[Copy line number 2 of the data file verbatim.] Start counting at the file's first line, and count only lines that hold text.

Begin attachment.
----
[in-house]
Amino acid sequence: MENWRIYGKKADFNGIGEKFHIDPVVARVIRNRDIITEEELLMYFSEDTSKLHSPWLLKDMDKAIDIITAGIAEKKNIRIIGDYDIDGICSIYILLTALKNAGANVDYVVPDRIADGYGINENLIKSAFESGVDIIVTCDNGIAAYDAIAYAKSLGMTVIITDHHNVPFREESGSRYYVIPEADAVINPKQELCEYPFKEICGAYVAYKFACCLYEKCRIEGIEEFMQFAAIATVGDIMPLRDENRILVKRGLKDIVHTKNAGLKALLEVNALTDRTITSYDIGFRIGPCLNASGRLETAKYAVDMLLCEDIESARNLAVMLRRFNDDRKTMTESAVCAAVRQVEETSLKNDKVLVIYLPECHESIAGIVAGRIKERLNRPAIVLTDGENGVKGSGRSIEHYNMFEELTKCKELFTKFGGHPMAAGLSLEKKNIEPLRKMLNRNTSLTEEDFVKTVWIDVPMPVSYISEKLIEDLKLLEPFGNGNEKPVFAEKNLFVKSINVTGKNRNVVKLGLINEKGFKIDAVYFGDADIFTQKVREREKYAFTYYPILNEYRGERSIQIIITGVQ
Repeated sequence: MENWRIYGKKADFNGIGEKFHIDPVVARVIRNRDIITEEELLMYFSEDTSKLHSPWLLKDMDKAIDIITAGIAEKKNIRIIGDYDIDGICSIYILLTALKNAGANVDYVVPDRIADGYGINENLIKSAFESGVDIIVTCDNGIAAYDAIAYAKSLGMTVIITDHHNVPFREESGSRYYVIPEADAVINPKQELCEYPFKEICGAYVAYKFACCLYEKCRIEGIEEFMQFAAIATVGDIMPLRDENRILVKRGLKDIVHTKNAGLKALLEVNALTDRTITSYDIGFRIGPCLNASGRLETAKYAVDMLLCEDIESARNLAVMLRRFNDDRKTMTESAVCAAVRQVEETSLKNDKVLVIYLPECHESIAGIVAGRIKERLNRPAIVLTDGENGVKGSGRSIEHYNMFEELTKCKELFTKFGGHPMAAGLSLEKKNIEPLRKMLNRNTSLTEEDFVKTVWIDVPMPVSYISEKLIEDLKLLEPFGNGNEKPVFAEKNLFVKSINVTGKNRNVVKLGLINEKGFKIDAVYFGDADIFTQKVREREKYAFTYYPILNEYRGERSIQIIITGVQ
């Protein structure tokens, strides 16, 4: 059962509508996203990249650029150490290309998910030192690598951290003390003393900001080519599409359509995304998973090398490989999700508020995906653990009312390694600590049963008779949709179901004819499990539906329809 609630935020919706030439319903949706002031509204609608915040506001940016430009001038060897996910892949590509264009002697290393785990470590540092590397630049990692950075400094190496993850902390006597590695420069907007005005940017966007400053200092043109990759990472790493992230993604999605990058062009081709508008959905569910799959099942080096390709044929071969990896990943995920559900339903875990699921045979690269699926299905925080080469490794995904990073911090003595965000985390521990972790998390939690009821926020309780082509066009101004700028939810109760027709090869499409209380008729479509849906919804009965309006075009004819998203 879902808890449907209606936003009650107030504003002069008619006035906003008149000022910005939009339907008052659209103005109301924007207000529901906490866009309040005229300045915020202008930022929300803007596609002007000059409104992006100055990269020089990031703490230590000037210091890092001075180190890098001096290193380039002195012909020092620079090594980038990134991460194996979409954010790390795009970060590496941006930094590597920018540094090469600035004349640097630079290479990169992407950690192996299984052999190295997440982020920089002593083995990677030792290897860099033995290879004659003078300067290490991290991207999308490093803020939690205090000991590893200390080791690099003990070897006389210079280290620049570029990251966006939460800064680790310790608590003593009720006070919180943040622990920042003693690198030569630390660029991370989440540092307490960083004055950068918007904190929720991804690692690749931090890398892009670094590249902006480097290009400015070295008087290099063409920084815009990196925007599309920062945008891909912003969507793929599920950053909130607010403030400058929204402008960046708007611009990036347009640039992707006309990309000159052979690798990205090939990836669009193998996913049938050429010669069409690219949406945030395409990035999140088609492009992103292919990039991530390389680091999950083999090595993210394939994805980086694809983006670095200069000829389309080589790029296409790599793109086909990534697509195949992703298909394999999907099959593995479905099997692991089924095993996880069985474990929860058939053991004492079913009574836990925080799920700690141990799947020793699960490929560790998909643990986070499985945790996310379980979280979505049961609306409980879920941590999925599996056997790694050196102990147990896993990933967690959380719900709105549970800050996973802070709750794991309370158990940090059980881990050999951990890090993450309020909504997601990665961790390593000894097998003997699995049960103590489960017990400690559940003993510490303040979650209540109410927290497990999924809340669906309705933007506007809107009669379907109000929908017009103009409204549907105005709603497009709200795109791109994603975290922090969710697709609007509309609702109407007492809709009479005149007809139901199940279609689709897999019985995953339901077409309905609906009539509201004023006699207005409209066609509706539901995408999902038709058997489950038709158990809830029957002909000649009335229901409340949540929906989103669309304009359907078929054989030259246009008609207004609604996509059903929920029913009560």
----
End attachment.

Amino acid sequence: MENWRIYGKKADFNGIGEKFHIDPVVARVIRNRDIITEEELLMYFSEDTSKLHSPWLLKDMDKAIDIITAGIAEKKNIRIIGDYDIDGICSIYILLTALKNAGANVDYVVPDRIADGYGINENLIKSAFESGVDIIVTCDNGIAAYDAIAYAKSLGMTVIITDHHNVPFREESGSRYYVIPEADAVINPKQELCEYPFKEICGAYVAYKFACCLYEKCRIEGIEEFMQFAAIATVGDIMPLRDENRILVKRGLKDIVHTKNAGLKALLEVNALTDRTITSYDIGFRIGPCLNASGRLETAKYAVDMLLCEDIESARNLAVMLRRFNDDRKTMTESAVCAAVRQVEETSLKNDKVLVIYLPECHESIAGIVAGRIKERLNRPAIVLTDGENGVKGSGRSIEHYNMFEELTKCKELFTKFGGHPMAAGLSLEKKNIEPLRKMLNRNTSLTEEDFVKTVWIDVPMPVSYISEKLIEDLKLLEPFGNGNEKPVFAEKNLFVKSINVTGKNRNVVKLGLINEKGFKIDAVYFGDADIFTQKVREREKYAFTYYPILNEYRGERSIQIIITGVQ